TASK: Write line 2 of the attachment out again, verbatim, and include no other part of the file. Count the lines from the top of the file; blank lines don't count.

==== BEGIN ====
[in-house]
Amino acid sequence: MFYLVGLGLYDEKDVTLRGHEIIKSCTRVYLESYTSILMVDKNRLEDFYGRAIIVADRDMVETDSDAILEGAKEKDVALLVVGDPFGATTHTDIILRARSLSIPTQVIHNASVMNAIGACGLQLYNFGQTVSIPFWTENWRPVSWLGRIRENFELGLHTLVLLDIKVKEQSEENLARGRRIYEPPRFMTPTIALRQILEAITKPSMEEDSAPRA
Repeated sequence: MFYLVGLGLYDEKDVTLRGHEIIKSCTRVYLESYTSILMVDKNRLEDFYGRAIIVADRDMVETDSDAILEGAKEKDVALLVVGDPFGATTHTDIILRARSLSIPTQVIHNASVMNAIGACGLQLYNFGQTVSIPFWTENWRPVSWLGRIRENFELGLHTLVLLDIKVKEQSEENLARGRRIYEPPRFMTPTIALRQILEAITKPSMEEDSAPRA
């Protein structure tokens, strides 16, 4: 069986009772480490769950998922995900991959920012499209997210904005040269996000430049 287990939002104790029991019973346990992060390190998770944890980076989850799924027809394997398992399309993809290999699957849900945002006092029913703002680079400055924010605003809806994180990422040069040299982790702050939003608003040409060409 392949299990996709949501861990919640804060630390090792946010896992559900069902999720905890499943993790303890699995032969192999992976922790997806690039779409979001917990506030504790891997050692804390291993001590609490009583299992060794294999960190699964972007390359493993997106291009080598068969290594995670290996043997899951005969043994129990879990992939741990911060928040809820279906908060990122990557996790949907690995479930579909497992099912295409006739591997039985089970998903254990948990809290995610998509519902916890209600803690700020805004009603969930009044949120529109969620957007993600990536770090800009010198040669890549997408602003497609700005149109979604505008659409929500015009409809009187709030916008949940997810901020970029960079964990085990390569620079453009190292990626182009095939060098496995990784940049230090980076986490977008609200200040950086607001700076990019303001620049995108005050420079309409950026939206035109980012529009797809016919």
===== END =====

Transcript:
Amino acid sequence: MFYLVGLGLYDEKDVTLRGHEIIKSCTRVYLESYTSILMVDKNRLEDFYGRAIIVADRDMVETDSDAILEGAKEKDVALLVVGDPFGATTHTDIILRARSLSIPTQVIHNASVMNAIGACGLQLYNFGQTVSIPFWTENWRPVSWLGRIRENFELGLHTLVLLDIKVKEQSEENLARGRRIYEPPRFMTPTIALRQILEAITKPSMEEDSAPRA